By Natalie Phillips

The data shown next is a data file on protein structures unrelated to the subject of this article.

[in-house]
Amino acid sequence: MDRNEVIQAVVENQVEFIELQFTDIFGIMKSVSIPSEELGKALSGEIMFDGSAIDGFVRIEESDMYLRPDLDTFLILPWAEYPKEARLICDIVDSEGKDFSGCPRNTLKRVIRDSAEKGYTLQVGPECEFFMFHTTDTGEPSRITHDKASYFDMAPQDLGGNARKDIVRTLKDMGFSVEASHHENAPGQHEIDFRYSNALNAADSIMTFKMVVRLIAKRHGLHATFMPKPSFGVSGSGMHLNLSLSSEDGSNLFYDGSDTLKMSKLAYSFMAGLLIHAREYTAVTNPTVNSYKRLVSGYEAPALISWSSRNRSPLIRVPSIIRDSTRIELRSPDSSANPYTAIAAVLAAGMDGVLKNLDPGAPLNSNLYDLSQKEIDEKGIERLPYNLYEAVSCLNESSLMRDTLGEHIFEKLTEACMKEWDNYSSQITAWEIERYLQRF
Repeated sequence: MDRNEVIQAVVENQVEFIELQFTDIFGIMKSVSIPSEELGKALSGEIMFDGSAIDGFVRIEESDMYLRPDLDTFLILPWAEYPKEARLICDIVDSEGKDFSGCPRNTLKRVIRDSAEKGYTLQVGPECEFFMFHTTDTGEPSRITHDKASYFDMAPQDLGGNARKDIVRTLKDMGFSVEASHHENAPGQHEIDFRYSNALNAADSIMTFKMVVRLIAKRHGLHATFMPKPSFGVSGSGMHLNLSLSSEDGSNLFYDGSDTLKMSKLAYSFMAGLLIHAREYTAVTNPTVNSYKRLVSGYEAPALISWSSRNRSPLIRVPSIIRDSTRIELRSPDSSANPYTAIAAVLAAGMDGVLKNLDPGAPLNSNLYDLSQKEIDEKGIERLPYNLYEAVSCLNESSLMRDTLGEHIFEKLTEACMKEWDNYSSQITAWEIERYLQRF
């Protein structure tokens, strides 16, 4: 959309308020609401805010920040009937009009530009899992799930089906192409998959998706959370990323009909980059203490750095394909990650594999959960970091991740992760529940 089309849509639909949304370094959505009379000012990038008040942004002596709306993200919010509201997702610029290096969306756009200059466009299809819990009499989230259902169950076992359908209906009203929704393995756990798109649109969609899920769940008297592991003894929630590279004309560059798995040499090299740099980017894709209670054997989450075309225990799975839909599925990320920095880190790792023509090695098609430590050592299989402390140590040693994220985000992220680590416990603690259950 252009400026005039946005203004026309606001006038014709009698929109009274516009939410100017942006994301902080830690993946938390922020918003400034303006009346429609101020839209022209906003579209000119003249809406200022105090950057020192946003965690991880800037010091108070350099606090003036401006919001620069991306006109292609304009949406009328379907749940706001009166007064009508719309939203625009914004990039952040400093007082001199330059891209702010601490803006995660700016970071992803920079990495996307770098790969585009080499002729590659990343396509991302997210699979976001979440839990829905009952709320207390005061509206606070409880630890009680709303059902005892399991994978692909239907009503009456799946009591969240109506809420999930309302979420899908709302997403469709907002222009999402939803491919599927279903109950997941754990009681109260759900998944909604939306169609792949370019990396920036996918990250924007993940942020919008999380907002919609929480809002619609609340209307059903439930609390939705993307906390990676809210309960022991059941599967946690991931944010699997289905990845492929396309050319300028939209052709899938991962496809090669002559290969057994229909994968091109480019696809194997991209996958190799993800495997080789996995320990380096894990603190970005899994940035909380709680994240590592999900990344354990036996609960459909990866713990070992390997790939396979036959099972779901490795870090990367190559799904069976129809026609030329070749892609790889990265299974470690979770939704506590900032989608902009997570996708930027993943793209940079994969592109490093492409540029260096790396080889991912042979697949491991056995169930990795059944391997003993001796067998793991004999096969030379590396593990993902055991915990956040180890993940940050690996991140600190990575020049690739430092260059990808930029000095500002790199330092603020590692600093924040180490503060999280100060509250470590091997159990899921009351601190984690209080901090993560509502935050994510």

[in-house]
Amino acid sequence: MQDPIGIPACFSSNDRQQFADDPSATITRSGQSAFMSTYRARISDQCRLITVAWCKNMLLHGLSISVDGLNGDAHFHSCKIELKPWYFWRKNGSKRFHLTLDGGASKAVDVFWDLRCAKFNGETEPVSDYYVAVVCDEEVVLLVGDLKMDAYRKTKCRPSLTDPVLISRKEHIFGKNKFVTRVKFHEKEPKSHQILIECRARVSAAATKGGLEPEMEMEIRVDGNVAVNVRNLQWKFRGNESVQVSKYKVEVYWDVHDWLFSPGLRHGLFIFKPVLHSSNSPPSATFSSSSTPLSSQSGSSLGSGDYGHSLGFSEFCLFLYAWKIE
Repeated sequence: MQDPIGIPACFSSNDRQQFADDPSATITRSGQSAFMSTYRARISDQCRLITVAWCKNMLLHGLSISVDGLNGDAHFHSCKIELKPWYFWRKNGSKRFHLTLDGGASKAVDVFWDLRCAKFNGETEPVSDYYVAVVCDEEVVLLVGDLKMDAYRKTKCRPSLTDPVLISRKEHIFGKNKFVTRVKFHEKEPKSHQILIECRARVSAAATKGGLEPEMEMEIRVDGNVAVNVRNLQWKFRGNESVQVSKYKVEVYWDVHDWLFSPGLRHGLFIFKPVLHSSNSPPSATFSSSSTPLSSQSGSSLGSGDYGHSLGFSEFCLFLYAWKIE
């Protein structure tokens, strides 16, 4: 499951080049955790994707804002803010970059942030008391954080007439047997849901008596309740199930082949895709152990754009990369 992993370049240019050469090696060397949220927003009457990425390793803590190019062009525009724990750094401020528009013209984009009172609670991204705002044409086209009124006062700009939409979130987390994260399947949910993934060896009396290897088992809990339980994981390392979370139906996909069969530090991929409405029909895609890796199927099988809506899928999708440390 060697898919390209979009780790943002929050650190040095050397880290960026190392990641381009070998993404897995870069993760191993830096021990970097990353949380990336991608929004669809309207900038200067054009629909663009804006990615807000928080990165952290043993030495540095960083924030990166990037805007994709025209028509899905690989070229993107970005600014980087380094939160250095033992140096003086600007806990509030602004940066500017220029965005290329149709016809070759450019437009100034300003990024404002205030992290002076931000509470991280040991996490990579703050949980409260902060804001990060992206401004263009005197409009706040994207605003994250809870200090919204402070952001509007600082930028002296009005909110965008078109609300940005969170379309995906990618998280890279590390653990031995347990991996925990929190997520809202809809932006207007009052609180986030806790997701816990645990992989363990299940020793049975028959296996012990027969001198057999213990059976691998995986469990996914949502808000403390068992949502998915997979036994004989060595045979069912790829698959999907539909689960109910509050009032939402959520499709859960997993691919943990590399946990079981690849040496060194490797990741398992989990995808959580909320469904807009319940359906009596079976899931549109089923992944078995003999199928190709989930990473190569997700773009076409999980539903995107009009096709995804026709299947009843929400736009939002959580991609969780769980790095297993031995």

I’ll get straight to the point. The Del Mar’s Second Annual Mystery Movie Marathon should have been called "Shitstorm, Plus One Really Amazing Movie To Emphasize How Terrible The Other Ones Are." Harsh? Maybe, but you’d be cranky too if you paid $13 to see a selection of films that included the most monstrous union imaginable_-that of reality TV and Ben Affleck. The Marathon, which lasted from midnight until approximately 9:30 am on Oct. 14, consisted of five unreleased films (well four, they cheated on one but thank God because it was the only good one), the titles of which remained a mystery until the opening credits. To help keep the audience awake and jittery for more films, the Del Mar sold sugary snacks and coffee for $2 and under. Much thanks for that at least. By the end of the night, the audience’s spirits were shockingly high after nearly 10 hours indoors. Most of the audience remained until the end, perhaps compelled by the nine raffle prizes awarded after the fifth film. Prizes included DVDs of films such as Roman Polanski’s "Rosemary’s Baby," Bruce Campbell’s "Evil Dead 2" and Chan-wook Park’s "Oldboy." In short, excellent movies everyone should have stayed home last Saturday night and rented. But who knows, there’s always next year. *Severance*Introduced by marathon host Scott Griffen as "’The Office’ meets ‘Deliverance’," "Severance" is a bizarre mishmash of horror and humor set in the Hungarian woods. Off to a "luxury lodge" for a "team building retreat," employees of weapon company Palisade find themselves fighting bloodthirsty war criminals in this film by British director Christopher Smith. The film aims for a "Shaun of the Dead" combination of laughs and shudders, but doesn’t quite get there. While it is undeniably funny at times (any director who can make you snicker at someone caught in a bear trap has to have talent), the horror is mostly nonexistent. The numerous fake outs, in which you think the horror is finally going to start, become wearing after the filmmakers jarringly turn up the sound effects for the 28th time.Indifferent as I was initially to "Severance," there was certainly potential in the filmmaking, and the rest of the audience seemed to love it. I expect good things to come from Christopher Smith in the future, and the film is Oscar worthy in comparison to the other two horror comedies that gracelessly flickered across the Del Mar’s screen.*Sympathy for Lady Vengence*Much like the other two films in Korean director Chan-wook Park’s revenge trilogy, "Sympathy for Lady Vengeance" can only truly be described as "deeply fucked up." Park’s films have a way of making you want to cry, vomit and laugh before you crawl forward to lick the screen in reverence. "Sympathy for Lady Vengeance" is that good, and was a shining beacon amongst reels of mediocrity and trash. With strong elements of both "Oldboy" and "Sympathy for Mr. Vengeance," "Sympathy for Lady Vengeance" matches the intensity of the Park’s earlier films, though with even stranger moments of humor sprinkled throughout. With so many surreal twists and complications, it’s a difficult film to synopsize. "Sympathy" stars actress Yeong-ae Lee as Geum-ja Lee, a beautiful, kind-eyed woman who is sent to jail at the age of 19 for the abduction and strangulation of a five year-old boy. After 13 years, Geum-ja, who falsely confessed to the murder in order to save her own daughter, is released back into society with a scarred reputation, blood red eyeliner and a vendetta to rival any other of the pissed-off heroes of Park’s films. "Sympathy for Lady Vengeance" isn’t a gore fest, but its intensity isn’t to be underestimated. Buy it, watch it, worship it. *Feast*Few movies would be able to hold their own in the shadow of a film like "Sympathy for Lady Vengeance," and "Feast," a massive pile of rancid garbage that I hesitate to refer to as a movie, is perhaps the least qualified of all. And yes, I do mean all movies ever made, because this movie is that terrible. I would rather have watched "Sorority Boys" all night, topped off with a trip to a back alley dentist who uses Listerine as an anesthetic. Remember that boring reality show "Project Greenlight 3," in which Hollywood pawns Matt Damon and Ben Affleck hire a director for a horror movie? Well, "Feast" was the outcome. Please, spare me your "but Feast is so bad it’s good!" speech. Leave that to Bruce Campbell, and the countless others who know that a trace of that magic ingredient called "effort" can do wonders for your pet project. "Feast" made me want to attack my fellow audience members for laughing and cheering during the film, I thought I had grown a brain tumor the size of a baby watermelon that made all basic human civilities impossible."Feast" takes place in a bar, with a bunch of characters who are introduced with their names (clever ones such as "hero" and "honey pie") and their life expectancy in the film. Self-referential to the point of nausea, the film’s setting never changes and the majority of it is in fast forward- even scenes such as a woman getting into her truck and speeding away. Director John Gulager seemed like a nice enough fellow on "Project Greenlight," and probably could’ve done better without the help of Affleck and Damon. In order to give the audience a gore break, an alternate movie was offered upstairs about a woman who performs a sexual act on her dog and must face the social consequences. I wish I’d seen that. *Renaissance*The stunning, comic book style animation alone, which is purely in black and white, is enough to arouse interest for a solid half hour or so before the weak script and plot take their toll in "Renaissance.""Renaissance" is a stylish, animated science fiction film set in Paris 2054 that has the visual appeal of Sin City, but none of the edge. It takes itself seriously, but why does it bother if it isn’t going to answer any of the serious questions it poses? The film raises issues about immortality and the exhausting quest for youth and beauty, but never attempts to say anything other than the obvious conclusion that these are futile pursuits.I really wanted to like "Renaissance," and to be fair, it came on at 4 a.m., but it was boring, and for once, the rest of the audience seemed to feel me on this. As I felt I had found kindred spirits when people booed after "Feast," I was similarly relieved to hear that people complained to Scott Griffen for including "Renaissance" in the marathon line-up. There isn’t much to say about this film. Virtually no character development and beautiful animation, it’s about as hollow as the futuristic beauty industry it critiques.*Evil Aliens*Another horror/comedy from the motherland, Jake West’s "Evil Aliens" opens with cemetery sex and a man being drilled (literally, I mean with a huge metal drill) in the ass by aliens until the film lens is completely covered in blood from the aforementioned drilling. It should’ve been magical, but eh… The redeeming quality for me was that one of the less irritating characters in the film had a Watchmen lighter, but, well, sometimes you need a little more than that, especially after eight hours of movies. There’s this weird concept floating around that suggests all horror movies that mock their genre or are campy in any way automatically qualify as beloved cult classics. I mean honestly, it’s practically blasphemy as a horror fan to not like a horror film with bad dialogue, alien drill sodomy and massive dismemberment. People who adhere to these standards for judging films are not unlike those who think shit on a pedestal in a museum is art. Sure, everything is art, and every movie with blood and boobs is a cult classic. But you know what, there has to be a point where you step back and say "Okay, this guy said ‘eat shit!’ as a catch phrase and lit aliens on fire via cool Watchmen lighter and manure, and it wasn’t funny or clever. Hey, maybe these filmmakers aren’t trying at all! This movie sucks!" Regardless of genre, a movie needs heart to survive. You need to be able to feel the director’s agony and passion burn you straight to the bone. It’s like the difference between early episodes of "The Simpsons" and late episodes of "Family Guy." You know what I mean.